General Question

Poser's avatar

Does your heart rate monitor work?

Asked by Poser (7808points) August 2nd, 2008

Maybe this is a case of you-get-what-you-pay-for, but I bought a heart rate monitor from someone on Craigslist, hoping to save a few bucks. It’s an entry-level monitor, and I’m wondering if the problem it’s giving me is a function of that, or if it’s heart rate monitors in general.

The problem is that the heart rate it reads is erratic. As I’m running, I’ll glance down and see it steady for a while, and then, for a few seconds, it’ll be off by 30 or more BPM. Sometimes it’s higher, sometimes lower, so I think, on average, it comes out. The biggest problem I have with it is when it jumps way up, sometimes as high as 220, so I have no idea what my max heart rate was during my workout.

Is this my particular unit, the model, the brand, or is this just something you have to put up with when trying to monitor your hr? I just changed the batteries in both the transmitter and the receiver, and still have the same problem.

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8 Answers

La_chica_gomela's avatar

It does sound like there’s something funky going on, Poser. 220 is higher than most people’s absolute maximum. I don’t know how old you are, or whether your heart is super-strength, but most basic heart rate calculators will tell you if you’re 20, your max hr is like 200, and gets lower as you get older. Mine definitely goes up and down but not usually by more the 10 bpm unless I’ve changed my pace.

Does it slip around while you run? sometimes if mine starts to slip down, it’ll go down by 20 or so bpm, but then it usually goes down to zero pretty quickly.

sorry i dont know anything about reebok hr monitors. i use polar’s entry model, and would recommend it.

all i can tell you is that it’s not heart rate monitors in general. beyond that, i dont know if it’s that model or your particular device.

Poser's avatar

Yeah, for my age, my absolute max is 192, so I know that 220 isn’t accurate. In fact, I just got back from a six-mile run, and averaged about 150, but it said my max for the hour or so it recorded was 188. I know I didn’t exert myself up to 188. I think the average it calculated is fairly accurate—as I ran, I checked every so often, and it was usually in the 140–160 range, so 153 seems about right. But it’d be nice—especially for sprints and other more strenuous exercises—to have an accurate accounting of how fast I actually got my HR up to. I just don’t want to go spend more money on another one if I’m just going to have the same problem.

aaronou's avatar

Ya, I’d say that’s probably a glitch. I work for a running company, and I can say that I’ve never had anyone saying that they had this problem with their heart rate monitor. I’ve definitely seen other issues, but this sounds like a malfunction. I’d probably say we seem to have the best luck with Polar heart rate monitors.

breedmitch's avatar

I have one made by Polar and I lurve it.
Slightly off topic: I find it fun to wear during sex just to see what kind of a workout we’re getting. :)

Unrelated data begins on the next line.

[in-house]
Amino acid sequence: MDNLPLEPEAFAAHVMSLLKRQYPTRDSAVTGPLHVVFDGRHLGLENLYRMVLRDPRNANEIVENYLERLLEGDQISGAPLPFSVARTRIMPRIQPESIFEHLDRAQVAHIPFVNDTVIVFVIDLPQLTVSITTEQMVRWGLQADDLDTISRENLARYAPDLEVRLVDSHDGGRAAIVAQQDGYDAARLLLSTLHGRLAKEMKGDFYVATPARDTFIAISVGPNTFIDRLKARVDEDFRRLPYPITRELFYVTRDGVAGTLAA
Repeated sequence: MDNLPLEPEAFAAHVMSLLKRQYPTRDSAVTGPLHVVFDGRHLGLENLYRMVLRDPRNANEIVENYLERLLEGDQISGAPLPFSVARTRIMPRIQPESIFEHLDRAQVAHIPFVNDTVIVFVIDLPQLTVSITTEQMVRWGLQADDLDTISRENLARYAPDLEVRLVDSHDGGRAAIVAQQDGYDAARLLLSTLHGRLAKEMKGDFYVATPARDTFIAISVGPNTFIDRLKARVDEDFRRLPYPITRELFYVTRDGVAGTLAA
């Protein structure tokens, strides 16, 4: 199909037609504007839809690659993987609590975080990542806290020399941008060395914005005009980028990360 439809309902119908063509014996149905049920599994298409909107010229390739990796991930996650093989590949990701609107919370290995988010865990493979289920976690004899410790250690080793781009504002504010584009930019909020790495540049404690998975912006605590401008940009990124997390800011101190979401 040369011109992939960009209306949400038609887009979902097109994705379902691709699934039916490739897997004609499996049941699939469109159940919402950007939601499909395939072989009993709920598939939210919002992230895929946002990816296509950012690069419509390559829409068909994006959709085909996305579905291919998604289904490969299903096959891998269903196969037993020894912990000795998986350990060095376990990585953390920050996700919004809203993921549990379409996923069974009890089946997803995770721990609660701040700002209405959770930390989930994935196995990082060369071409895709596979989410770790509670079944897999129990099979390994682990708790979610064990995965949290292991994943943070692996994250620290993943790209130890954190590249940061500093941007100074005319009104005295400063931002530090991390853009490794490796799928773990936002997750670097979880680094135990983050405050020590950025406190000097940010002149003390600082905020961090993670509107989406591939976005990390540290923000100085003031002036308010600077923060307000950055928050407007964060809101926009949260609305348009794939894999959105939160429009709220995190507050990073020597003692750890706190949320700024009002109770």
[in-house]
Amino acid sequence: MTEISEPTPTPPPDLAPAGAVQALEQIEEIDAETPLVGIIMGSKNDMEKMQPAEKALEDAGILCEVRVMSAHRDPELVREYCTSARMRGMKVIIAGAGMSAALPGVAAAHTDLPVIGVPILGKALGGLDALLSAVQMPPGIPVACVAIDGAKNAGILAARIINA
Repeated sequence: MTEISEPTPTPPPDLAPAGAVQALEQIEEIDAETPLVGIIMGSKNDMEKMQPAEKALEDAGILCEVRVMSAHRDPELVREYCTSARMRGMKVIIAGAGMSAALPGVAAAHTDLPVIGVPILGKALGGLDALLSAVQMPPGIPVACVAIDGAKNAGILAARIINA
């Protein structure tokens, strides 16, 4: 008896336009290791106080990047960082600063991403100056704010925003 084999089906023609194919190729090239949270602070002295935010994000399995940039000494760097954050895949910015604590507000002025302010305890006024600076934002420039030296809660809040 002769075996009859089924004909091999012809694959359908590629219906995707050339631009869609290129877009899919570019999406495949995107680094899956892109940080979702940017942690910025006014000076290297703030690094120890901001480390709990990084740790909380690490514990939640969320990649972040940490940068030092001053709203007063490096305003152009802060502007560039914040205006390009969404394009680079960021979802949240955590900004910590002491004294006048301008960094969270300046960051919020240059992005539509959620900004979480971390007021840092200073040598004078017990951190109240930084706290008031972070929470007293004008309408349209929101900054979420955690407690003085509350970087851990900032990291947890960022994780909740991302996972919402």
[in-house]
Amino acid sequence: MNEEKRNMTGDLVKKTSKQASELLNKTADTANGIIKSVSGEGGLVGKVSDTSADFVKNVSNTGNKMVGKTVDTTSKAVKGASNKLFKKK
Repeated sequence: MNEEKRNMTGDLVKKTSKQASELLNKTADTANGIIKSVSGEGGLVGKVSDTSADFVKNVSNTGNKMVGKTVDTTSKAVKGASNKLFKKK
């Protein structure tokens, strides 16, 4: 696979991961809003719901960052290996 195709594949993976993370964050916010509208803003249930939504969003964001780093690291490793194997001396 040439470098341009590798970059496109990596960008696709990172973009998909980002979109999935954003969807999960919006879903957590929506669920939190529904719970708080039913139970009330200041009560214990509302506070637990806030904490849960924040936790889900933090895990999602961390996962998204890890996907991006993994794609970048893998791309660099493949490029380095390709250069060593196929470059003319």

Poser's avatar

Well, I guess I’ll go see about getting a Polar then. Guess that’s what happens when you try to save money.

I looked up the instructions online for my Reebok, and they said that interference can cause it to give faulty readings (above 200BPM). But I’ve noticed faulty readings even when I’m not near any source of EM radiation (that I can see). Oh well, you get what you pay for.

sanbuu's avatar

Sorry to hear that you got a faulty monitor. Those number are completely wrong, if your BPM really where at 220, you would be at a hospital right now. Depending on your age and how fit you are, your BPM should not exceed 200.
Try this little formula
220— your age,
times .60% will give you your BPM’s at low rate and then times .85% and that will give you your High rate. Stay within those borders and you will be fine.

Tommytmk's avatar

I used a Suunto T6 on and off for a few years and found it to be inaccurate; sometimes it wouldn’t even read right. I have an ICD/Pacemaker/Defibrulator (put in 3 years ago).
I just purchased a Polar F4 and had my first workout with it. The range was from 87 to 124 at the max (weight training and then 30 minutes of bicycle cardio). On the drive home (10 minutes); I left it on…...the high went to 227 and it kept beeping. I was scared because a few months after my ICD was installed; I had a malfunction and they found my HR to go up to 287….then it dropped to normal. They had to adjust the ICD. It’s now set to a low of 63 and a max of 172.
How do I know if my polar is working correctly or if it malfunctioned when it went up to 227 wile driving home from the gym? I pulled off to the side of the road, waited and it still beeped at 227; i then held it agains my chest strap and it re-adjusted…..back to 87…..i felt ok, but was mentally exaused from worry. What could be the problem?

jeremy's avatar

Yeah!!!! if it is not a malfunction….???? I have a polar 200sd and i took it on a bike ride today, a 56 mile ride.

i’m a 32 year old ironman triathlete. i race in 6+ mile open water swims under rough conditions. i hit max heartrate 184 (98%) on all my run bike and swim workouts.

today on my 56 mile ride i got max heartrate 227(121%) burned calories = 3416.

i took pictures of the polar readings, they’re posted online at
so it’s not that i’m misremembering or trying to slander polar. i hope it’s a malfunction as i never had this problem before, my MD gave me a thorough exam before my last ironman… at that time my resting heartbeat was down into the low 40s when i relaxed but sometimes low 50s just walking around. ... on the ride for a few minutes it couldn’t get a reading and i had to rewet the strip.

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